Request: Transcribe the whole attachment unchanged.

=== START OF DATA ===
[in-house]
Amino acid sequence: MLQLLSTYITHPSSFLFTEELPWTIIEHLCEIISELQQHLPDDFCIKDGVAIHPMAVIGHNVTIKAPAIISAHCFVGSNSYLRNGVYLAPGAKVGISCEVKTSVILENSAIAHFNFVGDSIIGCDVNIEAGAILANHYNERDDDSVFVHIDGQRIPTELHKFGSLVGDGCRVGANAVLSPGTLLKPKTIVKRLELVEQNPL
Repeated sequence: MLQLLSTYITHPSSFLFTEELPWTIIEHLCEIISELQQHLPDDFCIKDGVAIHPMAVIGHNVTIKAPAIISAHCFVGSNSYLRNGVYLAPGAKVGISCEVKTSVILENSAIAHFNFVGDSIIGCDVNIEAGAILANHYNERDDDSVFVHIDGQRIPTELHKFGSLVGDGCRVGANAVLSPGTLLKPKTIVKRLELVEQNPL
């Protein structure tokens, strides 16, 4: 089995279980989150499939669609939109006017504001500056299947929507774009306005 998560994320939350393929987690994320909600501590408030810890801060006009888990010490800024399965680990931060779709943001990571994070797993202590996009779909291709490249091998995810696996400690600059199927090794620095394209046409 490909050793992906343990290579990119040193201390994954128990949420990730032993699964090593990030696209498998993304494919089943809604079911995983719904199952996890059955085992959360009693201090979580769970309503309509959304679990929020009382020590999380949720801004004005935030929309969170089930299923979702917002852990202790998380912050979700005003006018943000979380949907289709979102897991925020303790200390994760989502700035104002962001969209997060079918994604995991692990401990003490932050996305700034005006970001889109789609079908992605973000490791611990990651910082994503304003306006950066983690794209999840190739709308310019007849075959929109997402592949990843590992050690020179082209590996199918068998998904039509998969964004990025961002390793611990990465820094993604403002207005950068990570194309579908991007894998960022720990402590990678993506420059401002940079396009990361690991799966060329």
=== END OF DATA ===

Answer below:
[in-house]
Amino acid sequence: MLQLLSTYITHPSSFLFTEELPWTIIEHLCEIISELQQHLPDDFCIKDGVAIHPMAVIGHNVTIKAPAIISAHCFVGSNSYLRNGVYLAPGAKVGISCEVKTSVILENSAIAHFNFVGDSIIGCDVNIEAGAILANHYNERDDDSVFVHIDGQRIPTELHKFGSLVGDGCRVGANAVLSPGTLLKPKTIVKRLELVEQNPL
Repeated sequence: MLQLLSTYITHPSSFLFTEELPWTIIEHLCEIISELQQHLPDDFCIKDGVAIHPMAVIGHNVTIKAPAIISAHCFVGSNSYLRNGVYLAPGAKVGISCEVKTSVILENSAIAHFNFVGDSIIGCDVNIEAGAILANHYNERDDDSVFVHIDGQRIPTELHKFGSLVGDGCRVGANAVLSPGTLLKPKTIVKRLELVEQNPL
């Protein structure tokens, strides 16, 4: 089995279980989150499939669609939109006017504001500056299947929507774009306005 998560994320939350393929987690994320909600501590408030810890801060006009888990010490800024399965680990931060779709943001990571994070797993202590996009779909291709490249091998995810696996400690600059199927090794620095394209046409 490909050793992906343990290579990119040193201390994954128990949420990730032993699964090593990030696209498998993304494919089943809604079911995983719904199952996890059955085992959360009693201090979580769970309503309509959304679990929020009382020590999380949720801004004005935030929309969170089930299923979702917002852990202790998380912050979700005003006018943000979380949907289709979102897991925020303790200390994760989502700035104002962001969209997060079918994604995991692990401990003490932050996305700034005006970001889109789609079908992605973000490791611990990651910082994503304003306006950066983690794209999840190739709308310019007849075959929109997402592949990843590992050690020179082209590996199918068998998904039509998969964004990025961002390793611990990465820094993604403002207005950068990570194309579908991007894998960022720990402590990678993506420059401002940079396009990361690991799966060329």